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Uncle Sinner is best known for the song "When Jesus Comes" which, incidentally, is on one (Rodentia I) of the four compilations with The Best of Dark Roots from legendary but defunct Devil’s Ruin Records. This is also how I discovered Uncle Sinner. However, I would have stumbled across them anyway, since Uncle Sinner is on virtually every reputable list of recommendations and occurs on initiated threads about "gothic country" on various online forums. "When Jesus Comes" is a very odd song with sampled "spoken word" elements. It consists basically of a sermon where the aim seems to be to recruit members from a rival church. Matt McLeod found the record in a thrift store in Steinbach, a small Mennonite town southeast of “Sinnerpeg”. In the e-mail Uncle Sinner tells the story behind the idea to use "spoken word" from the record: “I didn't come up with the idea--that was Matt. He had that record and decided to fill out the song with it. The first time I heard what he had done with it--adding the demonized voice, crazy bouncy bass and preaching--I laughed till there were tears rolling down my face.“ In the sermon the preacher asks questions to the congregation and (to be on the safe side) answer them himself (text marked in red). It’s hilarious.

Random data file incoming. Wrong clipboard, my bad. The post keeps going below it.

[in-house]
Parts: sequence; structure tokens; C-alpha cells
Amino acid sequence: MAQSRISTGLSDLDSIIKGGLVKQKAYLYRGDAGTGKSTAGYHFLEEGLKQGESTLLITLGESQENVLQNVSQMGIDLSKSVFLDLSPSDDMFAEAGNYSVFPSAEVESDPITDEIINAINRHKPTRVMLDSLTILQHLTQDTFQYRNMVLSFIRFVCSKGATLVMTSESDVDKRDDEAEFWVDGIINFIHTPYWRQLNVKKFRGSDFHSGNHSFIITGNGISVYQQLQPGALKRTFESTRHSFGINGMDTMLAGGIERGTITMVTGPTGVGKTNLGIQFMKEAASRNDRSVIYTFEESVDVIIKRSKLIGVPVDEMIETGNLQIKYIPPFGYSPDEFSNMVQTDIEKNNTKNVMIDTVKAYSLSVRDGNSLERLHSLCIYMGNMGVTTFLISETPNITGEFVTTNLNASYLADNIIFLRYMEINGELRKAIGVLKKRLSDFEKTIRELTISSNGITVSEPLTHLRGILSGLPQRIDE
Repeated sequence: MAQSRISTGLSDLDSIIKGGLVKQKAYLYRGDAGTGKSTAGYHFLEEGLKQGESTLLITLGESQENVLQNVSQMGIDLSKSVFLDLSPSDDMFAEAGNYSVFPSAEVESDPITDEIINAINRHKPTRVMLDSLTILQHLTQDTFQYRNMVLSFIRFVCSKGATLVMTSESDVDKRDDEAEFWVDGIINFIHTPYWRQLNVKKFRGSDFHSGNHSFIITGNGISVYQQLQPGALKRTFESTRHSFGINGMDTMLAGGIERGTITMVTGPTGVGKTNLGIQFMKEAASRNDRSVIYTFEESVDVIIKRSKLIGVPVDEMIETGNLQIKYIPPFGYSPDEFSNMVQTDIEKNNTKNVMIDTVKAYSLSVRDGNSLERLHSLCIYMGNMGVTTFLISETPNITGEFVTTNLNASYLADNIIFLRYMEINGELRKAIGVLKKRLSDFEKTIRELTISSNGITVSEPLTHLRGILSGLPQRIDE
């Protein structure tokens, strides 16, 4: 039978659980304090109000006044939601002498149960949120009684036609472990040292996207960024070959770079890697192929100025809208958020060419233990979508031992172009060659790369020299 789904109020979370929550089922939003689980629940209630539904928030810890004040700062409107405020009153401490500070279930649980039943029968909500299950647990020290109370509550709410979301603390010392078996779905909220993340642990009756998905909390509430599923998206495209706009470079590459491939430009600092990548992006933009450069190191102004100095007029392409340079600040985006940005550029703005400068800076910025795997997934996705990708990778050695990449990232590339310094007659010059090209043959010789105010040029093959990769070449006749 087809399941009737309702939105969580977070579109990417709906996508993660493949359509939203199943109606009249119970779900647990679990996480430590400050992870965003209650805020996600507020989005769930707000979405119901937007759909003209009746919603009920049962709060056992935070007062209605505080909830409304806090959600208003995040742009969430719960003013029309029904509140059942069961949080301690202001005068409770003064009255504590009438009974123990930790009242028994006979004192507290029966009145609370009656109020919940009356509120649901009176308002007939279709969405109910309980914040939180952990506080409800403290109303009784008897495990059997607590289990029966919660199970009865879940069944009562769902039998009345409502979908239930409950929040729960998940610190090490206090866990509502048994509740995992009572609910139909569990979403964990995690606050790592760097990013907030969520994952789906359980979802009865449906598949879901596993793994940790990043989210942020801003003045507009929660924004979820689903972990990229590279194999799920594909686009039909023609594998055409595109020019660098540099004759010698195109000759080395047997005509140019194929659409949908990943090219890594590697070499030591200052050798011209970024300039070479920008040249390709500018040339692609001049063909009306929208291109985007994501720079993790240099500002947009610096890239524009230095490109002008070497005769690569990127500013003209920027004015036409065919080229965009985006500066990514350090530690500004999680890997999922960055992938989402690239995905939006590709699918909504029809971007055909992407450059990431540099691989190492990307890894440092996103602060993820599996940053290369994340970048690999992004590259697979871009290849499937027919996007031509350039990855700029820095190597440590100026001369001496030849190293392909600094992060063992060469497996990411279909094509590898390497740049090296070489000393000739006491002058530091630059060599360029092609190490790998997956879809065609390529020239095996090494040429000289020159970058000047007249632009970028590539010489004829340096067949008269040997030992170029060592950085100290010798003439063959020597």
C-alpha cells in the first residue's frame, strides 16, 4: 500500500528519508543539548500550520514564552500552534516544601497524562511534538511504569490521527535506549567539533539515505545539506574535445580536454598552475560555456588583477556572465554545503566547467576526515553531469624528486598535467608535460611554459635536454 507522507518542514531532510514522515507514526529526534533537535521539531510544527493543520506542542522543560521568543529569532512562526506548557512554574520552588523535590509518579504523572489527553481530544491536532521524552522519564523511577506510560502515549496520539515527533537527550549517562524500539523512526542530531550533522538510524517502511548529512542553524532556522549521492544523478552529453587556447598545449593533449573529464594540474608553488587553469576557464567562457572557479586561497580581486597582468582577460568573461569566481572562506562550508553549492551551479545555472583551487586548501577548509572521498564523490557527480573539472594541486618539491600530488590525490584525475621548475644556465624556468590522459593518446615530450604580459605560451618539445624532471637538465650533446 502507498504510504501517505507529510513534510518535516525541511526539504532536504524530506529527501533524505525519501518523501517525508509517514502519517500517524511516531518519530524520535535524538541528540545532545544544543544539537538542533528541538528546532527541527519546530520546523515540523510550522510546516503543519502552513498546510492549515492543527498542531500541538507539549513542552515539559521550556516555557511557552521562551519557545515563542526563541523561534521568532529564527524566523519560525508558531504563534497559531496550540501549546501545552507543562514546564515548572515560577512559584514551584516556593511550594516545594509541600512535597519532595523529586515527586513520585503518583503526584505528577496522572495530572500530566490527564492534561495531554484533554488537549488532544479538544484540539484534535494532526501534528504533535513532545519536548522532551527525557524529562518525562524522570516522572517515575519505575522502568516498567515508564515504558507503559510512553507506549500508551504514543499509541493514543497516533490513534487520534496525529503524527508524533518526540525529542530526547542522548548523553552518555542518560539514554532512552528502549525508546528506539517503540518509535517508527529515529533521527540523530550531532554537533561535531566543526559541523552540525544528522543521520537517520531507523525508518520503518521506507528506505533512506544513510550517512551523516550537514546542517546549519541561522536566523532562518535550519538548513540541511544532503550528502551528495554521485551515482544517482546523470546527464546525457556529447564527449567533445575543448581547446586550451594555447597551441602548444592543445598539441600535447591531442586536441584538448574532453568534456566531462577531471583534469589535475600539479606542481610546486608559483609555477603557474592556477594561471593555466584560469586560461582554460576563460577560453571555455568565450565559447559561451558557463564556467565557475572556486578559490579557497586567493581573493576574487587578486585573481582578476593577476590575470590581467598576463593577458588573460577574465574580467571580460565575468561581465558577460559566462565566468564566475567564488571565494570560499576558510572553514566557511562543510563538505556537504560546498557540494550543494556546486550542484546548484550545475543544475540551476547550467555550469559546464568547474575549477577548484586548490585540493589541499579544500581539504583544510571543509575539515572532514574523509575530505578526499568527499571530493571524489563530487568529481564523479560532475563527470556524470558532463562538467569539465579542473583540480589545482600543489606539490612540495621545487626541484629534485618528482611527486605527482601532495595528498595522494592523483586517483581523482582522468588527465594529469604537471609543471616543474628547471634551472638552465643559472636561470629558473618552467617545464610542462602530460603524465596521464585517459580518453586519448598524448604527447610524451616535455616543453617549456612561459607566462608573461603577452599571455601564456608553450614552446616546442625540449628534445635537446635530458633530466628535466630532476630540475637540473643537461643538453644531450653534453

"Our Minister preached last Sunday morning on Hell 
And I surely did not like his sermon You see,
I do not believe the Bible makes Hell very important 
Well now listen, the are 264 chapters in the New Testament
And in 234 times, that is nearly once in every chapter
God speaks of eternal punishment
Jesus Christ spoke more of Hell than He did of Heaven
Tell me what will you do when Jesus comes? 
Whatcha gonna when Jesus comes?